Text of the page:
In my mind I'm still absolutely positively on Boulcott St.
Going up and down Plimmer Steps is a thing I have been doing since 1978 and it has always felt to me to be some kind of barometer of quirkiest Wellington.
Note: it would be at least four years since I last did that, I have no idea if the place has gone all to bougie hell.
Hello great friend of this newsletter Tracy Neal! Tracy posted this Facebook find the other day. This is the Plimmer Steps I'm talking about
In my mind I'm still thinking about the city that was once my home, and voting. I liked the hand when it lived in Christchurch, I like it even more in Wellington. It gets my vote.
Here is a photo of what it can be like on Park Road outside Auckland hospital, and around the corner to Grafton and a lot of it has to do with the huge parking building that fills up and people queue to enter.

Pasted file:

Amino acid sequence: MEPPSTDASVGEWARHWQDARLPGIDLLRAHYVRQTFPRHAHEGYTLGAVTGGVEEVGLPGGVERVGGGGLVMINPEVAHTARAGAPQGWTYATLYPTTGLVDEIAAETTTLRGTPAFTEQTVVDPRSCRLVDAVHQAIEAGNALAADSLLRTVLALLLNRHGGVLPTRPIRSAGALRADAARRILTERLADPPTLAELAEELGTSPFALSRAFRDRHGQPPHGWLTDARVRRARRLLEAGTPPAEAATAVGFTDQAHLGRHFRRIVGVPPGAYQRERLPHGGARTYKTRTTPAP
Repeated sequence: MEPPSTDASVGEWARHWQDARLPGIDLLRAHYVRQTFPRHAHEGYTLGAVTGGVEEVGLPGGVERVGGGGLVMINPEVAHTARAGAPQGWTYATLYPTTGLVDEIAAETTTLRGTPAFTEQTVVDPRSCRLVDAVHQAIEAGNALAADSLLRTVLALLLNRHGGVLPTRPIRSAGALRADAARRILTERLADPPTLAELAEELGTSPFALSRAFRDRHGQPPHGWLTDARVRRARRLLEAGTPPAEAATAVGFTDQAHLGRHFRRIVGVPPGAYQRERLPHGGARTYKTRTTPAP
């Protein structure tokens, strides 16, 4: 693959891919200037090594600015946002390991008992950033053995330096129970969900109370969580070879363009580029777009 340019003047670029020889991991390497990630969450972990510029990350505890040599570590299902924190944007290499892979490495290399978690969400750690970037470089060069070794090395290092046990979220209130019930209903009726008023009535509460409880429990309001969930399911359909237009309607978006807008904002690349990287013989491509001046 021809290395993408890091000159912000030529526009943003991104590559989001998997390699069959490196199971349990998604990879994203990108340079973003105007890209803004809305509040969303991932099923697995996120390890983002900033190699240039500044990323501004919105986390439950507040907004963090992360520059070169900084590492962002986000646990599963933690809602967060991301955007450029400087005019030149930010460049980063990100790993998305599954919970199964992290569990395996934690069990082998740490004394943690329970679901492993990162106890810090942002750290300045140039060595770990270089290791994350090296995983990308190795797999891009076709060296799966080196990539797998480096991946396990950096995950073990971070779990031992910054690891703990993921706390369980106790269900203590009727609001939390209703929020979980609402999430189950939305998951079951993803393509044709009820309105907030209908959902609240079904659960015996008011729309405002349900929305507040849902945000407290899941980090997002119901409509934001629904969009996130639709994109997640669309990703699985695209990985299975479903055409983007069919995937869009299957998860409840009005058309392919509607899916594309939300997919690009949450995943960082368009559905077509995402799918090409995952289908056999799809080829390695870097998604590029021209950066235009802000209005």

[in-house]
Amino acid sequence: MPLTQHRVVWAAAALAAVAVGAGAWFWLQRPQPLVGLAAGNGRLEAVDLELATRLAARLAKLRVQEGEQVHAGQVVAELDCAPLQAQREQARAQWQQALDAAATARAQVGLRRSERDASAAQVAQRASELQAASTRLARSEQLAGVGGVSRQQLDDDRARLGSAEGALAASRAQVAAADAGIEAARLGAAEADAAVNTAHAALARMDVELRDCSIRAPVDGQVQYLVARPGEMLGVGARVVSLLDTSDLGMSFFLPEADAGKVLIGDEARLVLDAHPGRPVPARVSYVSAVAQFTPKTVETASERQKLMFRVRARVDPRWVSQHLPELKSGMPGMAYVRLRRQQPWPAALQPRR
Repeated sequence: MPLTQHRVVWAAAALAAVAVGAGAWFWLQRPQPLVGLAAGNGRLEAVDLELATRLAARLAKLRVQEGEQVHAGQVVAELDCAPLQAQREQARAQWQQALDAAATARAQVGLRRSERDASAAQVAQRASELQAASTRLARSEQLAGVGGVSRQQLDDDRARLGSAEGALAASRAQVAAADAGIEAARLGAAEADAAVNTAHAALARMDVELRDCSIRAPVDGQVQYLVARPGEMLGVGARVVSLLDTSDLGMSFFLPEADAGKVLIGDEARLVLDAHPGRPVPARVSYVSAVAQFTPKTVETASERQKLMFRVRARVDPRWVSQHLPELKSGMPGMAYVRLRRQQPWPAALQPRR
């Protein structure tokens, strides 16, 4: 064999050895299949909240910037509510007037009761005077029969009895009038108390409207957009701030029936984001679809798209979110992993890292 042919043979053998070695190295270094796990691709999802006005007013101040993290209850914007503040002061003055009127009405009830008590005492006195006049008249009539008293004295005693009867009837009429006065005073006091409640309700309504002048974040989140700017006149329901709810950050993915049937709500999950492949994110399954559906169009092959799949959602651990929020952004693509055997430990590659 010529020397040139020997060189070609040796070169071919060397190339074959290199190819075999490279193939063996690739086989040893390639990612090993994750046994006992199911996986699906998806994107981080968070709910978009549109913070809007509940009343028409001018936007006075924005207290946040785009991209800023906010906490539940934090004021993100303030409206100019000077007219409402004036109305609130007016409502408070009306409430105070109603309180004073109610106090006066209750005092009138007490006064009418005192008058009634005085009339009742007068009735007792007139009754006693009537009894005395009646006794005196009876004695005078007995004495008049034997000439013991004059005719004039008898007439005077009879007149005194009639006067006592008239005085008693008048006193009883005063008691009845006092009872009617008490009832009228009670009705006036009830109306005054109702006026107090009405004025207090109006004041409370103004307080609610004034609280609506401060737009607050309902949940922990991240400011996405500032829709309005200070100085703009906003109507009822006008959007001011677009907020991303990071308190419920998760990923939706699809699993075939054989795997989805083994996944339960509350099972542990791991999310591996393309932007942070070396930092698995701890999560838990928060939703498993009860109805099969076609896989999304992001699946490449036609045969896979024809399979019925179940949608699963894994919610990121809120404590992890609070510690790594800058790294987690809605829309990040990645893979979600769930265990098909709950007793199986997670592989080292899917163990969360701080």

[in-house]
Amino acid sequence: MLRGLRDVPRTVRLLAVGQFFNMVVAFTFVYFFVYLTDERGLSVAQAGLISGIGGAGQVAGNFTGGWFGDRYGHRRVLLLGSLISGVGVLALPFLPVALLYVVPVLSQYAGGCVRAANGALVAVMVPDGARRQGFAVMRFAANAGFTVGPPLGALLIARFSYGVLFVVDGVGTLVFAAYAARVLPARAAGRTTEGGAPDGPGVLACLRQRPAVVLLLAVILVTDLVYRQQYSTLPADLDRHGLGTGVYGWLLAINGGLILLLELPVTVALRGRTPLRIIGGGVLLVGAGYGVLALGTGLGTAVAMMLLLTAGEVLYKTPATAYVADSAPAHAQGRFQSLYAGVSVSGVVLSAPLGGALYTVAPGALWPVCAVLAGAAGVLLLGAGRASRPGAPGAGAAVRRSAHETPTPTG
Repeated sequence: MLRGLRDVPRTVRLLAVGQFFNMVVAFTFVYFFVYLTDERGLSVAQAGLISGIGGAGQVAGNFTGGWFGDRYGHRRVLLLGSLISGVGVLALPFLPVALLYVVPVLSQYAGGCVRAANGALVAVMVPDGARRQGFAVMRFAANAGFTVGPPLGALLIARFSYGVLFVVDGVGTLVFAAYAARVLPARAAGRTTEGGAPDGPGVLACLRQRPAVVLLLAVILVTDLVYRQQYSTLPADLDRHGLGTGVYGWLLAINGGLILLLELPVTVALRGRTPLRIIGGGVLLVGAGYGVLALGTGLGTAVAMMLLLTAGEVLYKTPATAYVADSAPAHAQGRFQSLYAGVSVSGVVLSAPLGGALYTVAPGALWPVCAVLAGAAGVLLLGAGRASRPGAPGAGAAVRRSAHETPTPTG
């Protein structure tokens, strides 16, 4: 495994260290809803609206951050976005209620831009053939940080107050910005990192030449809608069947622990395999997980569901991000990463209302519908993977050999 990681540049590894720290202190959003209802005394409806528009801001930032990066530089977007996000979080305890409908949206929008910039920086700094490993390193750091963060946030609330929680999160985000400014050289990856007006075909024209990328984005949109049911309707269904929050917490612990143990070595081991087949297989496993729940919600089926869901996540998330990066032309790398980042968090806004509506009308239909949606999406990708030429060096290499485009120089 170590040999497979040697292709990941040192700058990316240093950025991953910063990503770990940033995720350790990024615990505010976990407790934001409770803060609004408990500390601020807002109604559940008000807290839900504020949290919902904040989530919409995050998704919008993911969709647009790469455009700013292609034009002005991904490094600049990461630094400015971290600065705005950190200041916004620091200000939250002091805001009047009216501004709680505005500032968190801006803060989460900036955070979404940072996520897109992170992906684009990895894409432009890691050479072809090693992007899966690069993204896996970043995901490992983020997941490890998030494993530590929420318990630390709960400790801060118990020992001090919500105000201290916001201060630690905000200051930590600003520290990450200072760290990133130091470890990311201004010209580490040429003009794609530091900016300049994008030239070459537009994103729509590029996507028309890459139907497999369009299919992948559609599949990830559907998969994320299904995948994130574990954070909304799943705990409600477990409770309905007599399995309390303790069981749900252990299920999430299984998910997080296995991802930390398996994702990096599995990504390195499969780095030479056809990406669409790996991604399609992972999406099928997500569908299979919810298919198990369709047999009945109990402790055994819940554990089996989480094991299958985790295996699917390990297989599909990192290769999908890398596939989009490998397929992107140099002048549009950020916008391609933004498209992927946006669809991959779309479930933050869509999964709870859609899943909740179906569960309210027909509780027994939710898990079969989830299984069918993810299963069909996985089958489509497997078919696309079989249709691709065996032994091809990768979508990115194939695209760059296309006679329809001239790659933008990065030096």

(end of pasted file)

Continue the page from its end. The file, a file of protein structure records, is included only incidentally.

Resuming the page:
Today I offer not a proposal as such, but a parable.
Note: this involves scenes harking back to my recent adventures in hospital albeit with a minimum of gore or wincing
The first time I found myself needing to get back urgently to hospital I said, on the phone to the specialist’s office, that I thought I would catch the ferry and make my way up to the hospital, being accustomed to one of the easiest ways to get around our car-choked city.
She conveyed an unease about my reliance on public transport for this.
I realise now she probably meant ambulance but I took her to mean car and I said: well yes I guess I could drive, and it turns out that having got myself temporarily clear of clots I was indeed able to drive myself there.
But let me tell you, the half hour or so I spent sitting in stop-start traffic crawling up to the parking building only to find it full and then swiftly parking in the domain then limping to the ED was a close run thing as far as gore all over the place was concerned.
The next trip I again told her I thought I'd take the ferry and she was a bit more direct: I think you need an ambulance.
The parable here is; if you want to approach Auckland City hospital in extremis, you may not want to be driving a car slowly towards its parking building.
I don't propose a specific remedy here but I’m confident at least of this: part of the issue is people who work there need better options, and I don't doubt that better public transport and walking and cycling choices would improve accessibility to hospital without having to drive.